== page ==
Another familiar (and most abused) example of how the environment can create suspense is the creative use of weather: storms, wind, rain, fog, snow, and the dark of night. Literary critics call this “pathetic fallacy”. In literature and film, pathetic fallacy is the idea that the weather mirrors the state of human affairs. If everything is calm and orderly among the folks, the days are warm and sunny. Likewise, when there’s conflict between people, the weather turns stormy.

Probably the most famous example of pathetic fallacy is Shakespeare’s play “The Tempest”, but it is much more pervasive and often very heavy-handed. Think of how often thunder and lightning occur during horror movies. This is pathetic fallacy at its most cliched. It is so cliched as to be almost laughable. The same could be said for ghost and other such tales always occurring at night. It’s cliché. One of my favorite aspects of Stephen King’s novel It is that virtually all the action ( and I thought some were truly creepy) takes place during broad daylight and during the sunny days of summer, at that. He broke all the cliches and I think it made the suspense even stronger.

Beyond the cliches though, inclement weather (which includes darkness) can be a useful tool in heightening suspense. Why? Because it’s another obstacle the hero has to overcome. If the hero is, say, fleeing through the wilderness from an assassin, he has to worry about his pursuer, accidental injury in the rough terrain and becoming lost. Add a blizzard and now he also has to be concerned with hypothermia, exhaustion, and an increased chance of getting lost.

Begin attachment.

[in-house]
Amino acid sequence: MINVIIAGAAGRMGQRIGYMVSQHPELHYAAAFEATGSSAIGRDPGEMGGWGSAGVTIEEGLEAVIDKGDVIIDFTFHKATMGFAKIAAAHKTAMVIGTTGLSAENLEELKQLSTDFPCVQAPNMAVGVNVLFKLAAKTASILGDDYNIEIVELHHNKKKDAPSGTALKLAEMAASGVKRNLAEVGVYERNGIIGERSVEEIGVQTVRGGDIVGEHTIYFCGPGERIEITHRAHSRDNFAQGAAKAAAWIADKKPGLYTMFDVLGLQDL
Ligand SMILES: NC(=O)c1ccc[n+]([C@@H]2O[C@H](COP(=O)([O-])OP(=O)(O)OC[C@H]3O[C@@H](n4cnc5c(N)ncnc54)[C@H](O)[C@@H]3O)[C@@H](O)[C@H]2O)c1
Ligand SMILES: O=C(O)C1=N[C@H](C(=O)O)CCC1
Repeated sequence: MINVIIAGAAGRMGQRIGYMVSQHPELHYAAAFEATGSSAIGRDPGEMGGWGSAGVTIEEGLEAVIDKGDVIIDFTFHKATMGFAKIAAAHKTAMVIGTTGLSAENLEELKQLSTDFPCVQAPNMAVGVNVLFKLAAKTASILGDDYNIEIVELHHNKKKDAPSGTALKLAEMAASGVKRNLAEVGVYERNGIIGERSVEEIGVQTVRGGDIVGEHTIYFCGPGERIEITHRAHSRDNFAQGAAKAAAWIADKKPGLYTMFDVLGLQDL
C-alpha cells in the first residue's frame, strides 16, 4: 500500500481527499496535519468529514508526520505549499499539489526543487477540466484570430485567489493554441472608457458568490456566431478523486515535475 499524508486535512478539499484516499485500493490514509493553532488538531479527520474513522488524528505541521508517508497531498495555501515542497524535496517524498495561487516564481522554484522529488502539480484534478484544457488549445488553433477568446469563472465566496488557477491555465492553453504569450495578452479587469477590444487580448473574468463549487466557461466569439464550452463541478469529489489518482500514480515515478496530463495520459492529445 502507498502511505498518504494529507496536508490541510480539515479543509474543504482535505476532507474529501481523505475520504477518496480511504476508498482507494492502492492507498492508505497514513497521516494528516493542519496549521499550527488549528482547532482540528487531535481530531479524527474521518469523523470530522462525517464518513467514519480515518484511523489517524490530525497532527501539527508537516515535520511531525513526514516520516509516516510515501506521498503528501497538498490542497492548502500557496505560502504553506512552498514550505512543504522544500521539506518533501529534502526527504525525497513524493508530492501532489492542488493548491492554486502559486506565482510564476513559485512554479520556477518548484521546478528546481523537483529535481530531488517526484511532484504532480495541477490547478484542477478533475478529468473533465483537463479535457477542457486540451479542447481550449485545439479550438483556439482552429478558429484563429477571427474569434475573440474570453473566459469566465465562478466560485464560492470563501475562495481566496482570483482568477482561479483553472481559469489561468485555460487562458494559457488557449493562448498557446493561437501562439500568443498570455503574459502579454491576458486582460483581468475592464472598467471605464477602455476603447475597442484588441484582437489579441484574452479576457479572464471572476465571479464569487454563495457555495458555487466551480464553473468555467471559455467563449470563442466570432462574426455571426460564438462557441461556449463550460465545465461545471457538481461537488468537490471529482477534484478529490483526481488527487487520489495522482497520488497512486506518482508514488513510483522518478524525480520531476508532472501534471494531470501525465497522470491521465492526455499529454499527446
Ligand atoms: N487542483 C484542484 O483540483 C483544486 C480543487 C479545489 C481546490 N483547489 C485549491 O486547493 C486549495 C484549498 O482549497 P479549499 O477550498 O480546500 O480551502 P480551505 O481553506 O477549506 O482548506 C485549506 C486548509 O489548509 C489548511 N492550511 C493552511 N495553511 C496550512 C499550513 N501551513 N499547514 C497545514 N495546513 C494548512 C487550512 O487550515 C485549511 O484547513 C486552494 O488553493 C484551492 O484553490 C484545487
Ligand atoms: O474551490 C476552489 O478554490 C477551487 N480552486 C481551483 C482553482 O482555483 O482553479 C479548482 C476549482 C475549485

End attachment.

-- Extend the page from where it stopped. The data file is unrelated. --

Bad weather can also serve to isolate the characters. In my first novel, Ni’il: The Awakening, the hero, a small town Chief of Police, and his allies are trying to stop a mysterious string of killings when a Pacific hurricane bears down on their coastal community. Not only does a large portion of the population evacuate ahead of the storm, but those that don’t, hole up in their dwellings for the duration. Then storm damage cuts off all communication with the outside world. The hero must now stop the bad guy entirely on his own.

It ratchets up the pressure.

More than anything else though, weather heightens suspense by making characters more vulnerable. We are all, like it or not, slaves to our senses. So are our characters. Anything that impedes their ability to perceive danger increases their vulnerability and, therefore, the suspense. Darkness, fog, rain, and snowfall all hinder our ability to see approaching danger. Wind, rain, snow, and thunder do the same thing to ability to hear a threat. Also, having a character bundled up in a heavy coat, scarf, hood, or hat can interfere with peripheral vision. A character who is soaking wet, cold, or overheated can also be distracted enough to struggle with focus at the worst possible time.

You get the idea.

Using environmental factors can greatly increase the suspense in your work. However, like any tool, we must constantly strive to use them judiciously and creatively. If we simply fall back to the timeworn thunderstorm as the hero approaches the evil mansion, we will probably lose the reader.